[Asharq Al-Awsat] There are many disagreements within Iraqi political circles. Does this mean that you believe in returning to the Constitution about these issues despite the demands for its amendment?

[Al-Maliki] First, if we are to talk about the Constitution the same way as the others talk, we will find out that the Constitution has allocated the powers, established the basis for partnership among the institutions of the executive, legislative, and judicial authorities. The executive authority has two pillars, the presidential institution and the council of ministers, and the Constitution distributed the powers and specified the duties and responsibilities; each one has its responsibilities, and through the sum total of these responsibilities we become partners in administering the state. If we want to follow the Constitution, it explains things clearly, and if we disagree over the interpretation or an article of the Constitution, we can go back to the Constitution itself.

However, I feel that the process needs more than understanding the Constitution. The mission is weighty and the challenges are great. Therefore, we have no right to abandon the Constitution and the powers granted by it, which include that the council of ministers is the one responsible for drawing up and implementing the general policy of the state. However, there is a wide area in which we can be partners. This could be done by adopting the concept of combining the presidency institution and the council of ministers in the same institution, the concept that is known as three plus one. We can act and find opportunities that do not contradict the Constitution, but fulfill the principle of joint effort and partnership in the process.

This is why I agree on the formula of three plus one. It is agreed that three plus one does not cancel the Constitution. In fact we have no right to cancel the Constitution, because if we do the people will speak up, and the parliament will speak up and say: Why have you violated the Constitution? We have a wide area based on understanding and a common sense of responsibility; otherwise these institutions will lack constitutional cover. National interest is the acceptable cover of these institutions through which we work, be they the Political Council for National Security, three plus one, or four plus one, i.e. the five leaders. Every institution consolidates our efforts to build the state institutions.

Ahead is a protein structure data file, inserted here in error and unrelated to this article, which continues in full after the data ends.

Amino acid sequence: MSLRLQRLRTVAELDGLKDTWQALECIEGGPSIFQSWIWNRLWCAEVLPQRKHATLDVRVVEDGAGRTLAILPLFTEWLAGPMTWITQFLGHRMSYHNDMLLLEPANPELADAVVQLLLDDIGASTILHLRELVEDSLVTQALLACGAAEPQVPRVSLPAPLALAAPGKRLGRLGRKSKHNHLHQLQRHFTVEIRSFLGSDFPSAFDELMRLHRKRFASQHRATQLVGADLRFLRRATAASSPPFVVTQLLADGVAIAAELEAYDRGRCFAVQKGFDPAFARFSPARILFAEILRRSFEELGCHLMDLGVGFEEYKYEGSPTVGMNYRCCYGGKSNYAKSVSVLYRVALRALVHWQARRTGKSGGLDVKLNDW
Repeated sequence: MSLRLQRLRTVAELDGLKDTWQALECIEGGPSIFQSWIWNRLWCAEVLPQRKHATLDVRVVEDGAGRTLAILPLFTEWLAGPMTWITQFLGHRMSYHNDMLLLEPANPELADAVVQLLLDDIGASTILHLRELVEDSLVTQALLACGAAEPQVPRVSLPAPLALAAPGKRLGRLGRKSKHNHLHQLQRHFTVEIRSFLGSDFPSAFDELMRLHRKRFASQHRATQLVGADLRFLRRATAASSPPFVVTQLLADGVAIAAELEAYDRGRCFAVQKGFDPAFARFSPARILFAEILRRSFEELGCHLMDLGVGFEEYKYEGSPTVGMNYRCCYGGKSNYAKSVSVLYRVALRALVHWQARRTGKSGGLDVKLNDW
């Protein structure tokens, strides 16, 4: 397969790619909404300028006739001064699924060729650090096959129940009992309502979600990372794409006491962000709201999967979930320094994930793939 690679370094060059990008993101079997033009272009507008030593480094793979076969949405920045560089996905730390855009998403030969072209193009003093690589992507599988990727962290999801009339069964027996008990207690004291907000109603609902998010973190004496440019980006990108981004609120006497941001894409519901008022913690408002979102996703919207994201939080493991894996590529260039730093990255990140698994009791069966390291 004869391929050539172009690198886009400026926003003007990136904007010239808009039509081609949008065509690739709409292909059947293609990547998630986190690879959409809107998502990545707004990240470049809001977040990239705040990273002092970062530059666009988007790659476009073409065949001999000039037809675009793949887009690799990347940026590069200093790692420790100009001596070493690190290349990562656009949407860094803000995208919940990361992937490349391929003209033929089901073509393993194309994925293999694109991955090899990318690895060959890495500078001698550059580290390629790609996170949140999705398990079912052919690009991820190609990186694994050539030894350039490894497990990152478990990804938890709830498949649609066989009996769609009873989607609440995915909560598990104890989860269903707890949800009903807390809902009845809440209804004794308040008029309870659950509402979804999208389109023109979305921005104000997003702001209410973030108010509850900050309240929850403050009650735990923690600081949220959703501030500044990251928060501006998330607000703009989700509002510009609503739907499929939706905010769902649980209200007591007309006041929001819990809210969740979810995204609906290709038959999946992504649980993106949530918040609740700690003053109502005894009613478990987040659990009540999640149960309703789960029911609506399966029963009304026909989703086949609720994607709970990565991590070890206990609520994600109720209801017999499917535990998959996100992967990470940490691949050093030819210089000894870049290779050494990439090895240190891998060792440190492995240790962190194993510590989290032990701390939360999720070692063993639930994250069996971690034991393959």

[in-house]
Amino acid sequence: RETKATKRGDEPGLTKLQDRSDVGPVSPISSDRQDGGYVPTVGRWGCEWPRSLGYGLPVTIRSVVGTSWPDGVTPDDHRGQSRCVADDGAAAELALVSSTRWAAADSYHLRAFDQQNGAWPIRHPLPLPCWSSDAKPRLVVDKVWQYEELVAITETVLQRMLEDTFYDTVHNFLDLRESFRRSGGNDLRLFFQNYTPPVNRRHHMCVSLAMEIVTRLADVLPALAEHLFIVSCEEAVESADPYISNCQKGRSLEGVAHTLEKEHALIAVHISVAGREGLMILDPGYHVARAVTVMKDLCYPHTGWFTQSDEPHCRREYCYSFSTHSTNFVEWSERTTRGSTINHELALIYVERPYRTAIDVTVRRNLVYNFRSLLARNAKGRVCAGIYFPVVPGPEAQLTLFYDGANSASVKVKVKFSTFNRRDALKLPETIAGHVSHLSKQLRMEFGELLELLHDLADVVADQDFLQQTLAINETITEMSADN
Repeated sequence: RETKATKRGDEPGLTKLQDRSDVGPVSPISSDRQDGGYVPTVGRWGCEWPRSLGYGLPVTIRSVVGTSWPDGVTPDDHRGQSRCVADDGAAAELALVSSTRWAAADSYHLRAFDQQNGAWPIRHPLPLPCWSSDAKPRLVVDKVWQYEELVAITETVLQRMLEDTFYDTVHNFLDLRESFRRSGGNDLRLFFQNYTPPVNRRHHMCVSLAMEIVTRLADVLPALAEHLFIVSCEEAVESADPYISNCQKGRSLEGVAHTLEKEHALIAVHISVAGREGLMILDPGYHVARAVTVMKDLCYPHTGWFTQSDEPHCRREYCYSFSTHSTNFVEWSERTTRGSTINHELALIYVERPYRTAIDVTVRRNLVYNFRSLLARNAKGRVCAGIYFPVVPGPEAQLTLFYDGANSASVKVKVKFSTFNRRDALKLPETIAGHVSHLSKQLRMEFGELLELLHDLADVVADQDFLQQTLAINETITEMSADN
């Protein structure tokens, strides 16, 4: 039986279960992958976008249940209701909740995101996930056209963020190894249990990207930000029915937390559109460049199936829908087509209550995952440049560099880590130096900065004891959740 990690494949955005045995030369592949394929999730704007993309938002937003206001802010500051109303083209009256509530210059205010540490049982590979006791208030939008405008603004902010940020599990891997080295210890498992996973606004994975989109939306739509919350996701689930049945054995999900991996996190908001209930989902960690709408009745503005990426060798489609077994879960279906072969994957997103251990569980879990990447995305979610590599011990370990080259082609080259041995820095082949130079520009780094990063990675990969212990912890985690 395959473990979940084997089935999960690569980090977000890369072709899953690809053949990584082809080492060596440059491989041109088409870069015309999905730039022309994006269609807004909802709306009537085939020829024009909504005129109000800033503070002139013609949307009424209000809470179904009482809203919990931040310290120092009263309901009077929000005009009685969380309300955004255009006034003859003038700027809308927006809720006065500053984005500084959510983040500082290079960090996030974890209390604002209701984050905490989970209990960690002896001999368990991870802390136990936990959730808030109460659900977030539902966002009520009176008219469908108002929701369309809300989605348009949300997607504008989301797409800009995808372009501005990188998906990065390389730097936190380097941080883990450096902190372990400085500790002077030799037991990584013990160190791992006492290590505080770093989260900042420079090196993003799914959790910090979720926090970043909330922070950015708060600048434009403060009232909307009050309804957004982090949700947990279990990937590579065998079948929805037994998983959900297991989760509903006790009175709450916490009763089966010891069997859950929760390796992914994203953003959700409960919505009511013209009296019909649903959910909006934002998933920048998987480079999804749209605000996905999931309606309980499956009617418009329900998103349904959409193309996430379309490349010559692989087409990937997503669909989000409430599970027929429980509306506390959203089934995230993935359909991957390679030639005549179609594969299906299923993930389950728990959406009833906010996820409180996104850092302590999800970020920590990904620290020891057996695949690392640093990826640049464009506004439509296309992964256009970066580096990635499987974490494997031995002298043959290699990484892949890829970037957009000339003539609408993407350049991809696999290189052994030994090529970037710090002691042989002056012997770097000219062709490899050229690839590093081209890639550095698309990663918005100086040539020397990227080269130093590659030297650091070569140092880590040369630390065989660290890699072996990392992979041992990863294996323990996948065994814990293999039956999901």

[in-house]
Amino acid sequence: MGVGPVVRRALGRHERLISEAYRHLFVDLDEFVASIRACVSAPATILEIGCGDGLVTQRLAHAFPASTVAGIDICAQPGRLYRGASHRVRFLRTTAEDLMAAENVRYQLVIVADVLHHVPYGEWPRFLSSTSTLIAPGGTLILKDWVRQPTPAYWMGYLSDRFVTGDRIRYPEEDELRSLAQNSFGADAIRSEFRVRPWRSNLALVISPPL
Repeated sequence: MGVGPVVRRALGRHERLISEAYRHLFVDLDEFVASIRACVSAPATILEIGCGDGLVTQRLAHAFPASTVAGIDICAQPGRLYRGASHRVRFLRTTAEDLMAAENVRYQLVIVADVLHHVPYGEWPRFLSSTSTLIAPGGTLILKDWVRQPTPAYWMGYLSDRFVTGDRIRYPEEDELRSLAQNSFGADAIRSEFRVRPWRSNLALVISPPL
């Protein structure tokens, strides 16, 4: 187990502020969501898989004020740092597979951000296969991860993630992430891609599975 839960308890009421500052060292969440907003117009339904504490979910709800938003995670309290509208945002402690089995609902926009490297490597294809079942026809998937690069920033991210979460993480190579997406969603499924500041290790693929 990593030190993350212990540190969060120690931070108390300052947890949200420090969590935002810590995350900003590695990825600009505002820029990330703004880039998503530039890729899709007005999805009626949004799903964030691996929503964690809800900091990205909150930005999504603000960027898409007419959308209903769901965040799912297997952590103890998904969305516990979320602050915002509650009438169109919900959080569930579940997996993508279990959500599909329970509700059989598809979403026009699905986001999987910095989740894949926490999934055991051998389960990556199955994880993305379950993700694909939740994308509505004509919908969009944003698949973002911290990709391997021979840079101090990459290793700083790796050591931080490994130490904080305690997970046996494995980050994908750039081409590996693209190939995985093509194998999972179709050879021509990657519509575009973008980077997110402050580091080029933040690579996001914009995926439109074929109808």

As you know, the entire state has collapsed, and now we are undertaking to rebuild the state. This requires all these efforts and a real partnership, which depends on the Constitution, and which combines all the efforts, and acts within the circle of harmony and understanding about the powers.

[Asharq Al-Awsat] How do you assess your relationship with the government of the Kurdistan province, bearing in mind the number of outstanding sensitive issues, such as the Oil Law and the future of Kirkuk, which have to be dealt with this year?

[Al-Maliki] We do not have a problem with any side of the constituents of the Iraqi people. We have good relations with the government of the province, the Kurdish political powers, and the leaders of the Kurdish movement. All these relations are governed by the Constitution and the national interest. When a request or an action that contradicts the national interest or the Constitution comes from the Kurdistan Province Government naturally we object to it. Also if there is an action by the central government that violates the Constitution about a right of the province, we object to it.

Here, I would like to point out that we have woken up from the nightmare of dictatorship, and we would like to compensate quickly for the deprivation that has been inflicted upon the Kurds, the Arabs, the Sunnis, the Shiites, the Turkoman, and the Christians. It is correct to compensate for and lift the injustice and deprivation; however, this has to be within the context of the state efforts, and the Constitution. Therefore, we have no problem with the Kurdistan Province and the Constitution is the arbiter. Yes, there are issues that the Kurds raise, such as Article 140, which is judged to be constitutional, and neither I nor they have the right to go beyond the Constitution.

[Asharq Al-Awsat] What about the oil and the oil contracts issue?

[Al-Maliki] Yes, the oil issue also is settled by the Constitution. The oil wealth is the property of the Iraqi people. There are other issues, but every issue should be returned to its roots, which is the Constitution that orders the relationships. As long as we and they adhere to the Constitution, there will be no problems, not only between us and the Kurds, but also between the government and the various other constituents of the Iraqi people.

[Asharq Al-Awsat] What about your relations with the Al-Sadr block, especially after the drop in the crimes that were attributed to groups that are said to be affiliated to the Al-Mahdi Army? Do you still have contacts with Muqtada al-Sadr?